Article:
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Latest Whooping cough guideline by Public Health England


Latest Whooping cough guideline by Public Health England

Public Health England has released its latest Whooping cough guideline. The new guideline which updates the 2012 Health Protection Agency (HPA) Guidelines for the public health management of pertussis is based on a recent review of all currently available scientific evidence and consultation with experts where required.

1. The new guidelines emphasize the recommended details to be recorded when a case is reported

  • Caller details
  • Demographic details:
  • Clinical/epidemiological details:
    • clinical information—onset dates, cough (including duration), the presence of inspiratory whoop/apnoea/post-tussive vomiting, complications, treatment
    • need for admission to hospital (including dates where relevant)
    • pertussis immunization history(including dates)
    • pregnancy status
    • contact with confirmed or suspected case

Read Also: Vaccinating mothers against whooping cough during pregnancy protects infants : Study

2.Recommendations for testing Infants and children under the age of two years:

PCR testing is recommended for infants and children with suspected pertussis in the early stages of the illness and <21 days post cough onset · if local laboratory facilities permit, culture should also be performed. Please ask local laboratory for any putative B. pertussis isolates (pure cultures) to be sent to RVPBRU for confirmation · in those who present late, serology can be undertaken (>14 days post cough onset) but is not usually recommended for infants under 12 months as the antibody response of infants may not be typical of that seen in older children and adults.

Serology is not recommended in children who have received a pertussis-containing vaccine in the previous year as the results may be confounded by recent vaccination and therefore is unlikely to be in children under the age of two years. Liaise with local NHS or regional PHE microbiologist, HPT staff, or RVPBRU for further advice.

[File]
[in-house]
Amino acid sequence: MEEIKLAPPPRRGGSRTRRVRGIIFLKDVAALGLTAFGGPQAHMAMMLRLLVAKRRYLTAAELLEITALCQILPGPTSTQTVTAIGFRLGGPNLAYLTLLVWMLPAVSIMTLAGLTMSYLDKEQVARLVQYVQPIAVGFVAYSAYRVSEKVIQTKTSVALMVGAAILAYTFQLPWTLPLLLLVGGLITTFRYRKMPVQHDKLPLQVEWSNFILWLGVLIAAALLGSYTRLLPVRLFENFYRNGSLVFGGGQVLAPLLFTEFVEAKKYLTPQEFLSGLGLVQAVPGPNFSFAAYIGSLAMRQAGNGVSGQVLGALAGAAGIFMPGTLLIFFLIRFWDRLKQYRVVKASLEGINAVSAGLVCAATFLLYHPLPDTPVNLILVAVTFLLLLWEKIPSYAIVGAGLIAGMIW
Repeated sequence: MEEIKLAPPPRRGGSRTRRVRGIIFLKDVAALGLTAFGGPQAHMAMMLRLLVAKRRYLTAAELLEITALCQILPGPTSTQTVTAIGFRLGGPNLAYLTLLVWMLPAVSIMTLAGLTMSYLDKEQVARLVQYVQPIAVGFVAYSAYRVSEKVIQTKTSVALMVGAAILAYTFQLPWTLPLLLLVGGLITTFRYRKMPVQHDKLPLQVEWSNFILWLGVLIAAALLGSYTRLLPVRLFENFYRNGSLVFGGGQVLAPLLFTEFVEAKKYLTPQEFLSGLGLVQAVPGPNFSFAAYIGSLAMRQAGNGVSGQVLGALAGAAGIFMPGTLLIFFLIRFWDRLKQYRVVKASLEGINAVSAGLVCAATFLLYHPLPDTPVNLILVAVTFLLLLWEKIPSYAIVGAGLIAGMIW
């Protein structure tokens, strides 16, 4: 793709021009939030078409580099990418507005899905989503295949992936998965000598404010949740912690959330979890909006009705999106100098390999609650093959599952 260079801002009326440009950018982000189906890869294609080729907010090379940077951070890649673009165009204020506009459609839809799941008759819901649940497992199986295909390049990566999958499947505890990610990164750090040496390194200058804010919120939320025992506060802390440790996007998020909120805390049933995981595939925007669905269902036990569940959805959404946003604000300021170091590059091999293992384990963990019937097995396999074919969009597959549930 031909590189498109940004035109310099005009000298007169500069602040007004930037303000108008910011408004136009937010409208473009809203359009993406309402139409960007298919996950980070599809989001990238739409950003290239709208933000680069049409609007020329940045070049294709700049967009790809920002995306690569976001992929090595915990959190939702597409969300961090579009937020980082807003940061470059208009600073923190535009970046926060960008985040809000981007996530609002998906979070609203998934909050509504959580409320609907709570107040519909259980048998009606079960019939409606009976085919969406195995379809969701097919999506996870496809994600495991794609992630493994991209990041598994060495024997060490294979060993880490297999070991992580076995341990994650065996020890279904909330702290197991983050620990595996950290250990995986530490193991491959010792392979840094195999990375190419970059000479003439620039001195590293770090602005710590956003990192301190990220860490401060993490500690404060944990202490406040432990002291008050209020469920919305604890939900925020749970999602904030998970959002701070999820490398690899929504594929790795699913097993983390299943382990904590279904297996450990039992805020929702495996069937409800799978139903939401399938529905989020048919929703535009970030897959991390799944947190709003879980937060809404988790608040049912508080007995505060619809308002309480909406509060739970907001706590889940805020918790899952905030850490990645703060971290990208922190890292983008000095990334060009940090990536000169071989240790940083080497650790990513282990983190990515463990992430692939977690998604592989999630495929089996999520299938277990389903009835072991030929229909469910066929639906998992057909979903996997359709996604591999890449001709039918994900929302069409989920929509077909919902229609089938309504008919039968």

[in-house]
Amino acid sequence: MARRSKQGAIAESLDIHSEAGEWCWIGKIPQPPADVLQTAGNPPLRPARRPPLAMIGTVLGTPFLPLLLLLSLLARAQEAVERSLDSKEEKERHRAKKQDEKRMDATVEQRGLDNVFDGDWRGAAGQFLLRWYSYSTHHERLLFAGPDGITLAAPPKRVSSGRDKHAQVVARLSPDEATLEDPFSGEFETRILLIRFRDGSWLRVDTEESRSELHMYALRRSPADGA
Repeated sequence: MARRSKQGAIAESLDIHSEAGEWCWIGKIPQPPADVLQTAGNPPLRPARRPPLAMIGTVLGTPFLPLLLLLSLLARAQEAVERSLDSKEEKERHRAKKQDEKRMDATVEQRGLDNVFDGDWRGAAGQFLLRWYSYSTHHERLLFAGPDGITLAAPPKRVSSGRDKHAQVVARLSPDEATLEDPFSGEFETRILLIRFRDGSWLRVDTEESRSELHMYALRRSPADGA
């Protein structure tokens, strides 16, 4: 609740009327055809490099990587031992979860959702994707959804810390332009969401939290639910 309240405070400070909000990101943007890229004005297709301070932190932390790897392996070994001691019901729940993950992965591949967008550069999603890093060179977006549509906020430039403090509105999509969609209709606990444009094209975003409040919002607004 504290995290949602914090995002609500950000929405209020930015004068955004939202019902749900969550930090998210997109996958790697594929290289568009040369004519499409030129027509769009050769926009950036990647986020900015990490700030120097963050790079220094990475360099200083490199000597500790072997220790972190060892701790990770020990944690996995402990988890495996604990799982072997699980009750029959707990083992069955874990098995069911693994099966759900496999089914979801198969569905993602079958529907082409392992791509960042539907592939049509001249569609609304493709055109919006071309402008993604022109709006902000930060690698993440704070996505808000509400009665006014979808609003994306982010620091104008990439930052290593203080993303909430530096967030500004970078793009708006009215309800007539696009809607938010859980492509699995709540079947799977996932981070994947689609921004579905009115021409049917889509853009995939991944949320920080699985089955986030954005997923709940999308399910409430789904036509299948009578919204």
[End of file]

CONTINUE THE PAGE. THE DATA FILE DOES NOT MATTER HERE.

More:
3. Appropriate public health action should not wait for laboratory results as negative results cannot be used to exclude pertussis infection. In the event of an outbreak, the local Health Protection Team (HPT) and the testing laboratory should be informed in order that testing can be appropriately prioritized

4. Ideally, antibiotics should be administered as soon as possible after the onset of illness in order to eradicate the organism and limit ongoing transmission.

5. Managing cases

  • If three weeks or less from symptom onset, treat with appropriate antibiotics once PCR and culture tests have been taken. Exclude the case from school/work until they have completed two days of the antibiotic course. Work with the local HPT to identify and manage vulnerable close contacts. There is no need to prescribe a second course of antibiotics even if symptoms are not resolving
  • If more than three weeks from symptom onset, antibiotics are not required to manage pertussis even if the case still has symptoms. No exclusion of the case is necessary

Read Also: Tdap vaccine during pregnancy reduces pertussis occurrence in infants

6.Recommended antibiotic treatment and postexposure prophylaxis by age group

Age group Clarithromycin Azithromycin
Erythromycin Co-trimoxazole††
Neonates (<1 month) Preferred in neonates 7.5 mg/kg twice a day for 7 days 10 mg/kg once a day for 3 days Not recommended due to association with hypertrophic pyloric stenosis Not licensed for infants below 6 weeks
Infants (1 month–12 months) and children (>12 months) 1 month to 11 years: 1 to 6 months:

10 mg/kg once a day for 3 days

1 to 23 months:

125 mg every 6 hours for 7 days**

6 weeks to 5 months:

120 mg twice a day for 7 days

 

Under 8 kgs

7.5 mg/ kg twice a day for 7 days

> 6 months: 10 mg/kg (max 500 mg) once a day for 3 days 2 to 7 years:

250 mg every 6 hours for 7 days**

 

6 months to 5 years:

240 mg twice a day for 7 days

 

8–11 kg

62.5 mg twice a day for 7 days

8 to 17 years:

500 mg every 6 hours for 7 days**

6 to 11 years: 480 mg twice a day for 7 days

 

12–19 kg

125 mg twice a day for 7 days

12 to 17 years: 960 mg twice a day for 7 days
20–29 kg

187.5 mg twice a day for 7 days

30–40 kg

250 mg twice a day for 7 days

12 to 17 years: 500 mg twice a day for 7 days
Adults 500 mg twice a day for 7 days 500 mg once a day for 3 days 500 mg every 6 hours for 7 days**
960 mg twice a day for 7 days
Pregnant women‡‡ Not recommended Not recommended Preferred antibiotic—not known to be harmful Contraindicated

in pregnancy

 

 

For more reference log on to https://www.guidelines.co.uk/infection/phe-whooping-cough-guideline/454396.article

Source: With inputs from Public Health England

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